Artist’s rendering of Solara 50 at high altitude.
The coverage area of a Solara 50, superimposed over New York.
From ars technica:
Titan’s aircraft plans are … modest and … ambitious at the same time. Solara 50 will have a payload of just 70 pounds—though depending on the time of year and location of the flight, longer daylight hours could sustain flights with heavier payloads. The next design, the Solara 60, will carry up to 250 pounds. Instead of using hydrogen fuel cells, the Solara aircraft use batteries charged from solar panels to power flight at night and provide about 100 watts of power to the aircraft’s payload, as well.
The Solara 50 has a 50 m (164 feet) wingspan. The upper surfaces of its wings and tail are packed with over 3,000 photovoltaic cells capable of generating up to 7 kilowatts. It is launched by catapult and can land (when it has to) by skidding on its Kevlar-coated underside. Unlike the giant flying-wing configurations of the Helios and Zephyr, which had large numbers of propellers, the Solara has a single, high-efficiency motor.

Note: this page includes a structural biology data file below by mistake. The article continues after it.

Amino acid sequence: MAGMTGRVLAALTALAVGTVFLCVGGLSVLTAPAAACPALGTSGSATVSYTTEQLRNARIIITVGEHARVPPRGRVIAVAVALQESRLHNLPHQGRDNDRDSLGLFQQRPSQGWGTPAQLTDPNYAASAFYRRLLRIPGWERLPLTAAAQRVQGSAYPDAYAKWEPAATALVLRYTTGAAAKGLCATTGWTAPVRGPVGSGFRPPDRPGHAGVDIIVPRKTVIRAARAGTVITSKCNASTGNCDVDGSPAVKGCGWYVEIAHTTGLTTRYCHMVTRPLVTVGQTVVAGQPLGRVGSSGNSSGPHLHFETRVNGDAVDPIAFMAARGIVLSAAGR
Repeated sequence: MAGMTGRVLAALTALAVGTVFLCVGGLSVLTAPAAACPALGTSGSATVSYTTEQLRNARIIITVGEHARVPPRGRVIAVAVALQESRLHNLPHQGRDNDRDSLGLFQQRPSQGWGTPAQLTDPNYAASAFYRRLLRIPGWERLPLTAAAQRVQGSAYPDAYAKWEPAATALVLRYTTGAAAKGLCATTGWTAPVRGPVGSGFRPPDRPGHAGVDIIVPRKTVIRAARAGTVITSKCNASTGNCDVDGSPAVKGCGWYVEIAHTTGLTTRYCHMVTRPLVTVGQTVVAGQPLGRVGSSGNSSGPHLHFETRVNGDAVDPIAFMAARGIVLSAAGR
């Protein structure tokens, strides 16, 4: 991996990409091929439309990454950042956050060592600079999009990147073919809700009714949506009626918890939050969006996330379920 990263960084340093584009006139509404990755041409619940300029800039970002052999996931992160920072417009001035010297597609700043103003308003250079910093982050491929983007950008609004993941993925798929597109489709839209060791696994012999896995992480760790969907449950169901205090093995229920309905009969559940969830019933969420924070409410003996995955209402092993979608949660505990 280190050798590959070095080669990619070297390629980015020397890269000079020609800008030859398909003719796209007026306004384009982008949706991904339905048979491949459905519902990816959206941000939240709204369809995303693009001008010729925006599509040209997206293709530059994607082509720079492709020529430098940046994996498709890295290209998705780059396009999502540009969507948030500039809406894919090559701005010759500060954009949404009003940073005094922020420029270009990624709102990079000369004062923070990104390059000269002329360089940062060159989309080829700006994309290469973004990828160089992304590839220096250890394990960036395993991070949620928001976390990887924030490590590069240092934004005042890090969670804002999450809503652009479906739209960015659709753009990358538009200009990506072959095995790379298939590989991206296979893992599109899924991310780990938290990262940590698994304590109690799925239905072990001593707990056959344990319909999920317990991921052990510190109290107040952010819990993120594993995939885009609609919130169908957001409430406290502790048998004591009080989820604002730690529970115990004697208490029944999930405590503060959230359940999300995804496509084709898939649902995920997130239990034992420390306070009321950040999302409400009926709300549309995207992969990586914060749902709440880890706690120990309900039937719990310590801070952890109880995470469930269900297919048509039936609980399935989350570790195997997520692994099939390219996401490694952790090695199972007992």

In theory, a solar-powered drone capable of withstanding long flights at high altitude—in what Titan executives call the “sweet spot” in the Earth’s atmosphere between 60,000 and 70,000 feet, above nearly all weather patterns in a zone where winds are typically less than 5 knots (5.75 miles/hour)—would be able to perform tasks usually reserved for satellites at a much lower cost.
Several orders on the books, reasonable objectives, good idea, what’s not to like?